On Friday, five female and three male African cheetahs will embark on a 10-hour, 8,000-km intercontinental journey to their new home in India. And among those traveling on the Boeing 747 jet is Dr. Laurie Marker, one of the world’s leading experts on the cheetah, who says managing human-animal conflict will be the biggest challenge in India.
Cheetahs between the ages of two and six are currently being kept in a “boma”, a small fenced camp, for quarantine and treatment at the Cheetah Conservation Fund (CCF) center in Otjiwarongo, Namibia. Each animal has been vaccinated, fitted with a satellite collar, and underwent a comprehensive health check.
The modified Boeing cargo plane will depart from Hosse Kutako International Airport in Namibian capital Windhoek on September 17 and land at Jaipur airport.
After this the animals will go to their new home in Kuno National Park in Madhya Pradesh.
It is in Kuno where the real work will begin, explains Dr. Marker, who is also the founder and executive director of CCF. Indian Express,
The American expert has been an advisor to the Indian government on the Cheetah Rehabilitation Project over the past 12 years, and has been in charge of the CCF project on behalf of the Namibian government.
Dr Marker says he first carried out a cheetah rehabilitation project from Namibia to South Africa in 2005 – the latter country now has about 1,000 individuals.
“77 percent of cheetahs in Africa actually live in areas outside protected areas – and the reason they don’t co-exist with minimal human-animal conflict is because the cheetah is not an aggressive animal, unlike lions.” or tigers, but also because of the awareness programs that governments have created to educate farmers on how to handle cheetahs. Since cheetahs attack livestock, the biggest threat to cheetahs I would say, and India For conservation projects such as reintroduction in the U.S., farmers are trying to protect their livestock. But there are ways to deal with this, including keeping herders, guard dogs, and keeping the animals healthy and strong, so that they are protected by cheetahs. Don’t be picked up,’ said Dr Marker.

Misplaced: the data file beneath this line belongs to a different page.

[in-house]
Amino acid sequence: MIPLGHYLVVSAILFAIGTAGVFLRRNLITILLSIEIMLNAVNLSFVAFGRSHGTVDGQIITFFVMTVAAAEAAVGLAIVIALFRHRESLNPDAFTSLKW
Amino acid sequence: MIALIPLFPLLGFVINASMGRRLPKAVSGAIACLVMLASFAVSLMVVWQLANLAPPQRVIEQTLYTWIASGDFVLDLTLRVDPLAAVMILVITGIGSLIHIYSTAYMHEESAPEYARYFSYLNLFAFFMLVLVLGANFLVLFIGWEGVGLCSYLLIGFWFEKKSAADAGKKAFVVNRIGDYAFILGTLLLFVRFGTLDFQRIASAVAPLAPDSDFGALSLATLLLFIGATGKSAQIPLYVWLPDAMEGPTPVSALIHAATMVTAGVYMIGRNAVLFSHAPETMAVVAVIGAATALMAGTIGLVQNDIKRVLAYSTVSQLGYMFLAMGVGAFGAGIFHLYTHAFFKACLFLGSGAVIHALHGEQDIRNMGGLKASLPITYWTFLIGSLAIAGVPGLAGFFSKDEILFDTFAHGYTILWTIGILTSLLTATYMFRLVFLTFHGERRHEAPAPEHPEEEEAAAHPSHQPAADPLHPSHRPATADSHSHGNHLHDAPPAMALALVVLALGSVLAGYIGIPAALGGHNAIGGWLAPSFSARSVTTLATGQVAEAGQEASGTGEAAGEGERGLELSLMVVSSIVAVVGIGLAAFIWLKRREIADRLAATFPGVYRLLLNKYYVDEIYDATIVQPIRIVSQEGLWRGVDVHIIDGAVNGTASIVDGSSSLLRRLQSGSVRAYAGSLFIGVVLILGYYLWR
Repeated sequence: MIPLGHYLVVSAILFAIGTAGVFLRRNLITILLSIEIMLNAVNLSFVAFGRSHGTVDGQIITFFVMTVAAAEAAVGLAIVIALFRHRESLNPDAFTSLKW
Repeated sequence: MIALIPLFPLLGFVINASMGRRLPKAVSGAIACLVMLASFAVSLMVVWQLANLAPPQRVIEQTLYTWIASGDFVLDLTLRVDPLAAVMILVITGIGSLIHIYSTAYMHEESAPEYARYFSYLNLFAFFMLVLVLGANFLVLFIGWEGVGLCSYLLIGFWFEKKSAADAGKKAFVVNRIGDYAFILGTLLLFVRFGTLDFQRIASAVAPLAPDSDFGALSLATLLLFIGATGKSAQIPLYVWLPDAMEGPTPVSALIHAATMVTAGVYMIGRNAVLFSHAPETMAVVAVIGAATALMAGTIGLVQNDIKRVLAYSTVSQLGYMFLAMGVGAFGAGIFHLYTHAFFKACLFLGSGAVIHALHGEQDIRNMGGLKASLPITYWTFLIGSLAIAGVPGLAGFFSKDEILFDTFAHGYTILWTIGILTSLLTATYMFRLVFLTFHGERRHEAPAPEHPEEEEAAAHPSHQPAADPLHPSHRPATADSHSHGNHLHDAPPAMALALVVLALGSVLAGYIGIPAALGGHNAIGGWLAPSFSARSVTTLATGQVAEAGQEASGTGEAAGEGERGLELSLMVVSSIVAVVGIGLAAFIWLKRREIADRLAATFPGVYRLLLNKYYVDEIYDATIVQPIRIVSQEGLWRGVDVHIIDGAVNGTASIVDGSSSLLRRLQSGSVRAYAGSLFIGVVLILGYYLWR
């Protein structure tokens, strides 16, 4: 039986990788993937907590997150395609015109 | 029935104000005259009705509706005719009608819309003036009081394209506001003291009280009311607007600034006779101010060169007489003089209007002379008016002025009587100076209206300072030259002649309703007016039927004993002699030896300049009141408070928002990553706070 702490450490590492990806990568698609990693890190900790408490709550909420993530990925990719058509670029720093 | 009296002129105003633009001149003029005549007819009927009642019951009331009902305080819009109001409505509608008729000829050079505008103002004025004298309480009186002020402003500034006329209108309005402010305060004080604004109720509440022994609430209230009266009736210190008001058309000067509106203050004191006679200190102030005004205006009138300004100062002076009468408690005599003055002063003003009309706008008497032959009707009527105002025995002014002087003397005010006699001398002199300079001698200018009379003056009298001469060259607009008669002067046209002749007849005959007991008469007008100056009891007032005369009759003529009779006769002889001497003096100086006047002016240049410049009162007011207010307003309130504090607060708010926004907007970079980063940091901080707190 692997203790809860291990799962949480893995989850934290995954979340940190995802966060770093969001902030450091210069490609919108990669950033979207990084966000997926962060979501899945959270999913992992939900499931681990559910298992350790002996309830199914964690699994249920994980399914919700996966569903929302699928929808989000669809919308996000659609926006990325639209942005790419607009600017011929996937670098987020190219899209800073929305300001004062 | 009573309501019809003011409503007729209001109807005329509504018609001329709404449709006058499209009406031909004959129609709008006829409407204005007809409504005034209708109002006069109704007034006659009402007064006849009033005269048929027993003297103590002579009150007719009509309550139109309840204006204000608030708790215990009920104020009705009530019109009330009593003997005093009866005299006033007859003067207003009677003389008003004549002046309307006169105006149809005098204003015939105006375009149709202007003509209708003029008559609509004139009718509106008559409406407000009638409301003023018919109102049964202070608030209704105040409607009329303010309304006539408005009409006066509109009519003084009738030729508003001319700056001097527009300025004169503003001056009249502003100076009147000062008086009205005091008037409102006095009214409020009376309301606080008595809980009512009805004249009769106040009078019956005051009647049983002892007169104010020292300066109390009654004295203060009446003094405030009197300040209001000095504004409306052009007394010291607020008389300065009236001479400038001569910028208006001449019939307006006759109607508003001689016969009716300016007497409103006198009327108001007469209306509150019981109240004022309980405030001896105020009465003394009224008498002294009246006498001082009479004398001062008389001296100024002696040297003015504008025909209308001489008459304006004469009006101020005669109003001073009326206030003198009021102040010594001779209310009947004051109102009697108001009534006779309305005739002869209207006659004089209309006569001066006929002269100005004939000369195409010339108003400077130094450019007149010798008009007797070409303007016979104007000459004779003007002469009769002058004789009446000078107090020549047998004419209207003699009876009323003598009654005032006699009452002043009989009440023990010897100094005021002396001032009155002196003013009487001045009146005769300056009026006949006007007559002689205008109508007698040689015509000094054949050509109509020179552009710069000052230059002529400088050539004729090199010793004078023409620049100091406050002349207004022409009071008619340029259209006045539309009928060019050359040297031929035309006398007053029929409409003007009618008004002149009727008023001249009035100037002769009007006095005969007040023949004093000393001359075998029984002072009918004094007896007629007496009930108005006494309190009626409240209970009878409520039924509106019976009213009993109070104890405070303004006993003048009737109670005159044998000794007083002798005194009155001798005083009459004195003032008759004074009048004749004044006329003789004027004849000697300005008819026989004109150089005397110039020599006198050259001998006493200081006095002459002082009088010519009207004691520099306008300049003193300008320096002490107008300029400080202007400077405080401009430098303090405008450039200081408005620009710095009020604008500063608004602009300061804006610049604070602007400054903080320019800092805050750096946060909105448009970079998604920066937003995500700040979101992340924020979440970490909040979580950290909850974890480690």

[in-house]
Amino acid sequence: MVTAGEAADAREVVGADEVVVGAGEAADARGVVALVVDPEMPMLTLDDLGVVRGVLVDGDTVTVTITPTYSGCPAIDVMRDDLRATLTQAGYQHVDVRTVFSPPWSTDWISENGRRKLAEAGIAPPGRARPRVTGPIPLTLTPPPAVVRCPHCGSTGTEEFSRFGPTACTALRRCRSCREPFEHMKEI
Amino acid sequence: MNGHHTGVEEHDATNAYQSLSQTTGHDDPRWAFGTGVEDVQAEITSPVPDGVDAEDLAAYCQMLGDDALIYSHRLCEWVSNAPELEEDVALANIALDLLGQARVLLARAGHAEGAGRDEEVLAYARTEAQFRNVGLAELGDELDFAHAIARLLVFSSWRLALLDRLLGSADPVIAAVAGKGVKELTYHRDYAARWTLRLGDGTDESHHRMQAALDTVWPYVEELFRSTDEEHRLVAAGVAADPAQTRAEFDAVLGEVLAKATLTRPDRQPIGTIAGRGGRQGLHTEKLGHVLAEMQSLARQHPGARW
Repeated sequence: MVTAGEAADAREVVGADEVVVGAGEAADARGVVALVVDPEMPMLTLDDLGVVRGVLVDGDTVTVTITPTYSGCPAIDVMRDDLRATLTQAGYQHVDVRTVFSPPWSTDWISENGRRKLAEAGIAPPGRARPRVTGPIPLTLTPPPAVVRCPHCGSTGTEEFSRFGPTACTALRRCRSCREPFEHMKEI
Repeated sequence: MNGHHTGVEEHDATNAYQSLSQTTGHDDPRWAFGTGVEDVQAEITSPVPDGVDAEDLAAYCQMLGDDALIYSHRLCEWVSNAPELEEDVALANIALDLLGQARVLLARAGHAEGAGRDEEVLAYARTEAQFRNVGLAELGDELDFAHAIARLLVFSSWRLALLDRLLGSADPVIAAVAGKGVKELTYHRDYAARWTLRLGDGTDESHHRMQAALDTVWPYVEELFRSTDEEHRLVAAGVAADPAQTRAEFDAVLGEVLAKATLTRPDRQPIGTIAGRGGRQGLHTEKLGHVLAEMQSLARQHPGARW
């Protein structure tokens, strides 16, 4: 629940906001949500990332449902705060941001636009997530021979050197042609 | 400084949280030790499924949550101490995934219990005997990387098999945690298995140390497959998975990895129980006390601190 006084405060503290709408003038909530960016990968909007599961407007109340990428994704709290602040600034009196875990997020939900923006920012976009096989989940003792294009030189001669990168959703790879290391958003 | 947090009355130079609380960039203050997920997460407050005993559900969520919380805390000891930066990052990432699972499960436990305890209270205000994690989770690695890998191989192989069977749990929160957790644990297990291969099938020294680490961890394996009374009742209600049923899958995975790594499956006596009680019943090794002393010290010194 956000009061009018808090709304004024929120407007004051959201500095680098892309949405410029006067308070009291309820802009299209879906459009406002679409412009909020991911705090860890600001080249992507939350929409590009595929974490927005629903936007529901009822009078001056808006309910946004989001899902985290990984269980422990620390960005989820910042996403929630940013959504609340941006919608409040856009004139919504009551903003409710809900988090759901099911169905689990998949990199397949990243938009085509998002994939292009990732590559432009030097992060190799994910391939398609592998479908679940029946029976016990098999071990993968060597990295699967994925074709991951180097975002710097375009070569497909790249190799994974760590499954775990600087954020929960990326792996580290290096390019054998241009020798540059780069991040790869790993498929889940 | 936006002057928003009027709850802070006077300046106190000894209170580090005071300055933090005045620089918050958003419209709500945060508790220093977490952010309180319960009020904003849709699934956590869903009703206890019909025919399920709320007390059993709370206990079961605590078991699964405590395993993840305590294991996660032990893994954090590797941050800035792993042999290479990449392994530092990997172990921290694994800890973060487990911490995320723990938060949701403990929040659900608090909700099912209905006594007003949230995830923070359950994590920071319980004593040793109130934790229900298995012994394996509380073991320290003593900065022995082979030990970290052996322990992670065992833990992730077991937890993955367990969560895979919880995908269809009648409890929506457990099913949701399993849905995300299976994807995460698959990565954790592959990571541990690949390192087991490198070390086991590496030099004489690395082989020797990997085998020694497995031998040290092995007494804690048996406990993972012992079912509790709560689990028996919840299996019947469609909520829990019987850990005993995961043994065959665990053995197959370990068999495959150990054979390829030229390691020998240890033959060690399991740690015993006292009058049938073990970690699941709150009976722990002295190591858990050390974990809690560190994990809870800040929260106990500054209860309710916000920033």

Dr Marker adds that having a healthy and plentiful hunting base will also ensure that the cheetah does not attack the animals.
“While we have carried out a number of projects to revive cheetahs across Africa since the 1990s, this is the first time such an inter-continental project has been undertaken. And it is for global conservation of cheetahs. very important, which is critically endangered in many parts. The cheetah has become extinct in many countries due to human activity, so it is our responsibility to ensure that it is brought back and protected. Of course the ideal situation is to save the animal. Because reintroduction is a difficult and lengthy process. But once an animal becomes extinct, it is the only way out,” said Dr. Marker.
Incoming cheetahs, consisting of two male siblings, were selected based on an assessment of their health, temperament, hunting prowess and ability to contribute to genetics, which would result in a strong founding population.
Cheetahs are among the oldest cat species, with ancestors dating back approximately 8.5 million years. The CCF believes that the number of cheetahs globally is just under 7,500 individuals. It is listed as “Vulnerable” in the Red List of Threatened Species by the World Union for Conservation of Nature (IUCN). Two subspecies, the Asiatic cheetah and the Northwest African cheetah, are listed as “critically endangered”.
“The cheetah has lost 90% of its global habitat over the past 100 years and now lives in 9 percent of its historical range. Of the cheetah’s 31 populations, many have only 100-200 animals whose habitats are fragmenting – These include the regions of South Africa, Botswana, Namibia, Kenya and Tanzania. Sustaining the population for generations to come is a challenge – and therefore the Indian government’s initiative is welcome and visionary,” said Dr. Marker.
Dr Marker said that cheetahs are adaptable and will be able to cope with Indian climatic conditions. “In the parts of Africa where cheetahs are found, temperatures can vary between very hot during the day and cold at night, and cheetahs can adapt to seasonal changes. They live in Africa, like India, with extreme rainfall and wet weather. encounters,” she says, adding that Kuno, whom she has seen many times, provides a fitting scenario for the animal.
According to a CCF analysis of documented cheetah translations, at least 727 cheetahs were translated at 64 sites in southern Africa between 1965 and 2010. Six of the 64 release sites were considered successful on the basis of natural recruitment (birth), which exceeded the adult mortality rate three years after introduction. began.
Dr Marker says: “We certainly cannot control the adult mortality rate among cheetahs. Our effort will be to ensure zero mortality, but there is no guarantee. For the India project to be successful, we need 5 Will have to wait for 10 years and see what is the effect of the transfer.
The aircraft that brought the animals back has been sourced by Action Aviation which usually translates to animals. With a picture of a tiger on its nose, it was obtained from a United Arab Emirates-based airline company called Aqualine International Corp.